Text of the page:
How to Fix: Can't Shrink, Partition Drive (C:\$Extend)

Dennis Faas's picture

Infopackets Reader Harry V. writes:

" Dear Dennis,

My Windows 10 PC recently updated, but got stuck in an automatic repair boot loop. Now it won't boot into Windows. To fix this, I created Windows Install media on a USB thumb drive using another PC, then I booted off the thumb drive on the broken PC and reinstalled Windows. I am now trying to partition the C drive into two partitions (C and D), with C containing only the operating system and D drive containing my user data. When I use disk management (diskmgmt.msc) to shrink the C drive, it tells me there isn't enough free space to shrink the drive - this is most likely because I have data scattered all over the C drive that isn't movable and therefore won't allow me to split the drive. I then tried using Auslogics Disk Defrag (using the 'optimize' feature) to move all data to the front of the C drive - and that's when I noticed hundreds of unmovable grey blocks in the Disk Defrag user interface. When I placed my mouse on top of one of the grey blocks, I see thousands of entries referencing the C:\$Extend folder. I have tried to delete this folder but all I get is access denied. How can I delete C:\$Extend so that I can shrink and partition the drive? "

My response:

I asked Harry if he would like me to have a closer look at this using my remote desktop support service, and he agreed.

Below I will discuss my findings.

How to Fix: Can't Shrink, Partition Drive (C:\$Extend)

After a bit of research into this issue, it appears that the C:\$Extend folder is part of the Windows NT file system structure. In short, this folder is not meant to be deleted and is controlled by the file system as well as the operating system.

Technically speaking, the C:\$Extend folder should not show up at all when using a third party defrag utility like Auslogics Disk Defrag; if it does, it suggests that your file system is corrupt and/or the drive geometry is corrupted. This is most likely why Windows got stuck in an automatic repair boot loop after updating.

It's also worth noting that if you have other hard drive partitions (such as a D Drive), it will also have an $Extend folder on it as well. Therefore it is not possible to take the C drive out of the system, attach it to another PC, then delete the $Extend folder on another PC in order to free up the space and partition the drive. This simply won't work.

Therefore, there is only one way around the issue depending on your circumstance:

Option #1: If the Drive Contains MS Windows

If you plan to reinstall Windows on this drive, you will need to backup all data on the drive, boot from Windows install media (from USB or DVD), delete all partitions on the drive during Windows Setup so that there only remains 'Unallocated space', then install Windows onto the unallocated space.

Once Windows is installed, you will be able to shrink and partition the drive accordingly using disk management (or another partition utility), and the C:\$Extend folder should no longer be a factor.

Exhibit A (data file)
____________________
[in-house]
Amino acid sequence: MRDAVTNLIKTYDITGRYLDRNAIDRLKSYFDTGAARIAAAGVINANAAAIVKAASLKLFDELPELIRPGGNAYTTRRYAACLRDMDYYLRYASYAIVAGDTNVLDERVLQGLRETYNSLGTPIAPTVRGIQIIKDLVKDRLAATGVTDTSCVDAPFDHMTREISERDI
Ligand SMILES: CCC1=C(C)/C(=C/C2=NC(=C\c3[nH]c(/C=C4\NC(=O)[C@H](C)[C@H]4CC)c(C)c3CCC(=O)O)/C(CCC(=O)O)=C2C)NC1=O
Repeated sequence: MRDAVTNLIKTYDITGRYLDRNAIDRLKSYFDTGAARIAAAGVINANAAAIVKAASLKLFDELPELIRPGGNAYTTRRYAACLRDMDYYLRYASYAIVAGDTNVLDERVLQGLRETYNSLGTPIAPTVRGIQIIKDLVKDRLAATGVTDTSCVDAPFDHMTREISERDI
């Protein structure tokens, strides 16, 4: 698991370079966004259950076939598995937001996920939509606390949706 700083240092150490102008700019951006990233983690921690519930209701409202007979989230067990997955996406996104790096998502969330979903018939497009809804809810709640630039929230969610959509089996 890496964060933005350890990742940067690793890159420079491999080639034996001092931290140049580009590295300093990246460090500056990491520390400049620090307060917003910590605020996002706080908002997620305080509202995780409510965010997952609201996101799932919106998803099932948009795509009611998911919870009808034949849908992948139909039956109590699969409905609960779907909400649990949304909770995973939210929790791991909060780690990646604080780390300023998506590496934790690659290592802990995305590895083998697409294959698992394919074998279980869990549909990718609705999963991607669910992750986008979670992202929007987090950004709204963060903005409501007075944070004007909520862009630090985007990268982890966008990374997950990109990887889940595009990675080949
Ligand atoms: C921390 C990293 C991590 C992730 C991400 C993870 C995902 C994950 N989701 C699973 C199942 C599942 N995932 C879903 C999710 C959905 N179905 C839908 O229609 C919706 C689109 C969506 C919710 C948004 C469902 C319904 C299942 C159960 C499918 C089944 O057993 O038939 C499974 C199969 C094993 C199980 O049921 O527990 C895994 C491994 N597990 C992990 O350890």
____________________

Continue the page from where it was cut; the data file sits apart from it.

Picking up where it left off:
Option #2: If the Drive Does not Contain MS Windows

If you do not need to reinstall Windows on the drive, you can erase all partitions using disk management (diskmgmt.msc) or a third partition partition utility, then recreate the partitions accordingly.

Resetting the partitions in the manner I described is what fixed the issue for Harry.

I hope that helps!

Additional 1-on-1 Support: From Dennis

If all of this is over your head, or if you need help partitioning your drive / getting rid of the c:\$Extend folder, I can help using my remote desktop support service. Simply contact me, briefly describing the issue and I will get back to you as soon as possible.

About the author: Dennis Faas

Dennis Faas is the owner and operator of With over 30 years of computing experience, Dennis' areas of expertise are a broad range and include PC hardware, Microsoft Windows, Linux, network administration, and virtualization. Dennis holds a Bachelors degree in Computer Science (1999) and has authored 6 books on the topics of MS Windows and PC Security. If you like the advice you received on this page, please up-vote / Like this page and share it with friends. For technical support inquiries, Dennis can be reached via Live chat online this site using the Zopim Chat service (currently located at the bottom left of the screen); optionally, you can contact Dennis through the website contact form.

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billgruber_12965's picture

Would copying all the data to another drive (using something like, say, Acronis), then formatting the original drive and copying it back be a way around this?

Dennis Faas's picture

Even if you created a disk image backup with the intent of copying the data back after wiping out the original drive (presumably using robocopy), you would need to change the boot sequence in the BIOS and/or take the hard drive out and mount it in another system to achieve this. The reason being is that you can't copy files over like you suggest while the system is in use. Also there may be directory junctions that won't port over when you try to copy them. All of this would be way too difficult to do, plus no guarantee it would work.